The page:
Bike Lane Goes Under

A new version of Google Street View allows views of the same location at different times, very helpful in tracing the history of road projects.

The view below of Massachusetts Avenue eastbound, just east of Harrison Avenue in Boston, Massachusetts is from August of 2009. Through lanes shift from left to right following a bus stop and before the start of a left-turn lane.

Massachusetts Avenue eastbound east of Harrison Avenue, 2009

Massachusetts Avenue eastbound east of Harrison Avenue, 2009

The Google Street View in the image below is from July, 2011, showing a a recently-installed bike lane. The travel lanes now go straight. To allow a third lane to start earlier, bike lane stripes duplicate the taper of the previous gore (no-drive zone) into the curb. A very similar photo was posted by DotBikes (bicycling advocacy organization for the Dorchester section of Boston).

Vanishing bike lane at Massachusetts Avenue east of Harrison Avenue

Vanishing bike lane at Massachusetts Avenue east of Harrison Avenue

The Street View photo below is from a little farther along the street and was taken in November, 2011, several months after the installation.  The sign on the second lamppost reads “left lane must turn left” but for the Google camera and for drivers who sit high in the cabs of their vehicles, a solar panel for a Hubway kiosk obscures the sign.

Signage following installation

Signage following installation

The next year, the Hubway installation had been pulled a few feet farther from the sign, and in 2013 it had been moved somewhere else entirely.

The tapered bike lane is still there three years later in this view from May, 2014. This view shows the intent of the design, with the dashed line as the bike lane tapers out: motorists merge right into the right-hand lane, pushing bicyclists to the curb. Bicyclists are encouraged to ride along next to the curb, though the curb lane is not wide enough for side-by-side lane sharing.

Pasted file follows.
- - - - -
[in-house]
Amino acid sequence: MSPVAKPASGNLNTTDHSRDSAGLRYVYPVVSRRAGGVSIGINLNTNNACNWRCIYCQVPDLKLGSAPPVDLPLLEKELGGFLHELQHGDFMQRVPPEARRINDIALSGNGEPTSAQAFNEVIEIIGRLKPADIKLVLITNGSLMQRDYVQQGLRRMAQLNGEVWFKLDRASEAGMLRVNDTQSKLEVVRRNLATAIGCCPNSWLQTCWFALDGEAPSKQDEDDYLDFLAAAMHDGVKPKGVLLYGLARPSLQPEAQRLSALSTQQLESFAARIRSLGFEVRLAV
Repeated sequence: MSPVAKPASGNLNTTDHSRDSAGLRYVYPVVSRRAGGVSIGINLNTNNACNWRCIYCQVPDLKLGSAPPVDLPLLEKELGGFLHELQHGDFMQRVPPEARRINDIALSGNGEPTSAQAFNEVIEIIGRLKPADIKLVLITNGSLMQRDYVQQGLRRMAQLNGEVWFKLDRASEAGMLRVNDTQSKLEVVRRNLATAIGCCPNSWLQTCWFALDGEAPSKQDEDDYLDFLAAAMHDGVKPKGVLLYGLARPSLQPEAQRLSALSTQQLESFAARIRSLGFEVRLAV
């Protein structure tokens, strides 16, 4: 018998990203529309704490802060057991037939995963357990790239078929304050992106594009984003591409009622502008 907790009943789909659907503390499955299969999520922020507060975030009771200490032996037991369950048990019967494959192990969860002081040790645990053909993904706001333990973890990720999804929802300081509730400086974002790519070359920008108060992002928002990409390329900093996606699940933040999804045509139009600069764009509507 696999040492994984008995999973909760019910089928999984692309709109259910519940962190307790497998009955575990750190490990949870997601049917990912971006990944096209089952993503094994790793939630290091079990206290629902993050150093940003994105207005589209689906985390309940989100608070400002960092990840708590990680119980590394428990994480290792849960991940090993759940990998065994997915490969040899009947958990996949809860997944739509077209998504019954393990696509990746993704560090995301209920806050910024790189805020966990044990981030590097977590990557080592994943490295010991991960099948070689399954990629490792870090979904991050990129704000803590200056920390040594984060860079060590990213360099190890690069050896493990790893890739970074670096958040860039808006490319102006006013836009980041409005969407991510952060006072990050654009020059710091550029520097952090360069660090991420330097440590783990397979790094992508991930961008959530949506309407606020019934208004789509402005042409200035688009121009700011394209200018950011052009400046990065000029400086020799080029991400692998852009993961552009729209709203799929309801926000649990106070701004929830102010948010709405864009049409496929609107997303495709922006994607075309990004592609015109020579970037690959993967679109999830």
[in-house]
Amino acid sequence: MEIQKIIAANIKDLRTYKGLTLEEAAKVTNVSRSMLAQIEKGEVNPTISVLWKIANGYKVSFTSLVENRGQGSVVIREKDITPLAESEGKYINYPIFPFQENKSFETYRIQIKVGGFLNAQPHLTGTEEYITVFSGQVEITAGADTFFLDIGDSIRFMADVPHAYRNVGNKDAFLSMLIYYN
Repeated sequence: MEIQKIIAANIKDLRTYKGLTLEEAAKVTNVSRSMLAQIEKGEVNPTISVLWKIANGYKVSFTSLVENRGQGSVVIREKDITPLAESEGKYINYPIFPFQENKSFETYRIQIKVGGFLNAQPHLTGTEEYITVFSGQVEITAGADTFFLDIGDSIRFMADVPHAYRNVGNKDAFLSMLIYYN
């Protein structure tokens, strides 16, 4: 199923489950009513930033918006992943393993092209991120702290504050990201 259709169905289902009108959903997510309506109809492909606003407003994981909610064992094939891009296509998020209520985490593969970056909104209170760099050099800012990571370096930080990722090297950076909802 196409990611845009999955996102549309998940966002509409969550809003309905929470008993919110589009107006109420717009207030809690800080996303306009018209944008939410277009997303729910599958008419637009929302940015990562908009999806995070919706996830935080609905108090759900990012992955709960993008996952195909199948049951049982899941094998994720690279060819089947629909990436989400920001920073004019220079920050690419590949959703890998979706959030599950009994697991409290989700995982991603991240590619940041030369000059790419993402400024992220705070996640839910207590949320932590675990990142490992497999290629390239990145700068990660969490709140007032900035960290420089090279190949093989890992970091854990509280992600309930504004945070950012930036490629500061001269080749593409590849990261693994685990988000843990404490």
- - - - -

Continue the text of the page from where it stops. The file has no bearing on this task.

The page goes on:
Bike lane as of 2014.

Bike lane as of 2014.

A little farther along as of May 2014, there is a “share the road” sign, followed by a shared-lane marking placed close to the right side of the lane.

Share-the-road sign and SLM near right side of travel lane

Share-the-road sign and SLM near right side of travel lane

The design intent is quite clear here: where the bike lane ends, bicyclists are supposed to move over to the curb so motorists can overtake them in a lane which is too narrow for safe overtaking. This installation promotes unsafe edge riding, ironically through use of the shared-lane marking and share-the-road sign which are meant to promote bicyclists’ riding centered in the lane.

A better installation here would simply terminate the bike lane and place shared-lane markings in the  center of the right-hand lane after the bike lane ends. It’s also fair to ask why the sidewalks here have to be so unnecessarily wide.  If you look back through the photos, you’ll see vehicles parked on the sidewalk including one large truck unloading. The sidewalk is so wide that these are no impediment to pedestrians. If not for those wide sidewalks, there would be room for side-by-side lane sharing here. I suppose that it’s fair to ask where the trucks would unload, but actually there’s enough room for off-street loading zones too, the sidewalks are so wide.

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